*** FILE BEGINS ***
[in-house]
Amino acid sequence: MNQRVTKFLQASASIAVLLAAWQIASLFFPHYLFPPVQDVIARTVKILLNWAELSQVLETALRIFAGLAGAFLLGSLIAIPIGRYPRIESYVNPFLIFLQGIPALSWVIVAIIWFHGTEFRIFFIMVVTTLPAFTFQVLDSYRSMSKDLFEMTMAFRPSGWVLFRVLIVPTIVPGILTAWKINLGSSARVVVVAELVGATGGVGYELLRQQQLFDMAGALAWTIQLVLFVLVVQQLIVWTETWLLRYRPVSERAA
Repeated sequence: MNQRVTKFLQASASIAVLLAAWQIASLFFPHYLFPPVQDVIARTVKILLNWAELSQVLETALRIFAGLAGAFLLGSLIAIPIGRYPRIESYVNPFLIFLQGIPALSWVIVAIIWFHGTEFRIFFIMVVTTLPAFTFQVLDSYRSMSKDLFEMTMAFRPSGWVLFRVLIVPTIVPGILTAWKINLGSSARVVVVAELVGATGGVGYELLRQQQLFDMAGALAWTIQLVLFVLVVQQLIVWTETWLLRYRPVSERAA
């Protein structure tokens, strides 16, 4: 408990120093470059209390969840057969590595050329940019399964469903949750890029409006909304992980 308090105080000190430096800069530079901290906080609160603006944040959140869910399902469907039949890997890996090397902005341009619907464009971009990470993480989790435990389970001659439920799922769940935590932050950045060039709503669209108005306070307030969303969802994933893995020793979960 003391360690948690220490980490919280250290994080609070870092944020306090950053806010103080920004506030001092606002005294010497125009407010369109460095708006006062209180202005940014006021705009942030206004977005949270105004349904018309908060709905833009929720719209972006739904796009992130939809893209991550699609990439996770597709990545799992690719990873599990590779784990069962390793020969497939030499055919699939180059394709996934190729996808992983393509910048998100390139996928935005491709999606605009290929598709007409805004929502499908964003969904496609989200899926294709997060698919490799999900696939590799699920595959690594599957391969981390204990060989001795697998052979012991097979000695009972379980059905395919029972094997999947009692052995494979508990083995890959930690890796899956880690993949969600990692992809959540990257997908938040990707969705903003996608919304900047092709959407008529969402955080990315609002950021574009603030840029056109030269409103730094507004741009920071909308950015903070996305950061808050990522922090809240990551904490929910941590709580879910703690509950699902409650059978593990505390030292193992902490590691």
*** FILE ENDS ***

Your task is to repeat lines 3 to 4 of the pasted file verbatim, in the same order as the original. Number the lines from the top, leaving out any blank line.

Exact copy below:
Repeated sequence: MNQRVTKFLQASASIAVLLAAWQIASLFFPHYLFPPVQDVIARTVKILLNWAELSQVLETALRIFAGLAGAFLLGSLIAIPIGRYPRIESYVNPFLIFLQGIPALSWVIVAIIWFHGTEFRIFFIMVVTTLPAFTFQVLDSYRSMSKDLFEMTMAFRPSGWVLFRVLIVPTIVPGILTAWKINLGSSARVVVVAELVGATGGVGYELLRQQQLFDMAGALAWTIQLVLFVLVVQQLIVWTETWLLRYRPVSERAA
């Protein structure tokens, strides 16, 4: 408990120093470059209390969840057969590595050329940019399964469903949750890029409006909304992980 308090105080000190430096800069530079901290906080609160603006944040959140869910399902469907039949890997890996090397902005341009619907464009971009990470993480989790435990389970001659439920799922769940935590932050950045060039709503669209108005306070307030969303969802994933893995020793979960 003391360690948690220490980490919280250290994080609070870092944020306090950053806010103080920004506030001092606002005294010497125009407010369109460095708006006062209180202005940014006021705009942030206004977005949270105004349904018309908060709905833009929720719209972006739904796009992130939809893209991550699609990439996770597709990545799992690719990873599990590779784990069962390793020969497939030499055919699939180059394709996934190729996808992983393509910048998100390139996928935005491709999606605009290929598709007409805004929502499908964003969904496609989200899926294709997060698919490799999900696939590799699920595959690594599957391969981390204990060989001795697998052979012991097979000695009972379980059905395919029972094997999947009692052995494979508990083995890959930690890796899956880690993949969600990692992809959540990257997908938040990707969705903003996608919304900047092709959407008529969402955080990315609002950021574009603030840029056109030269409103730094507004741009920071909308950015903070996305950061808050990522922090809240990551904490929910941590709580879910703690509950699902409650059978593990505390030292193992902490590691």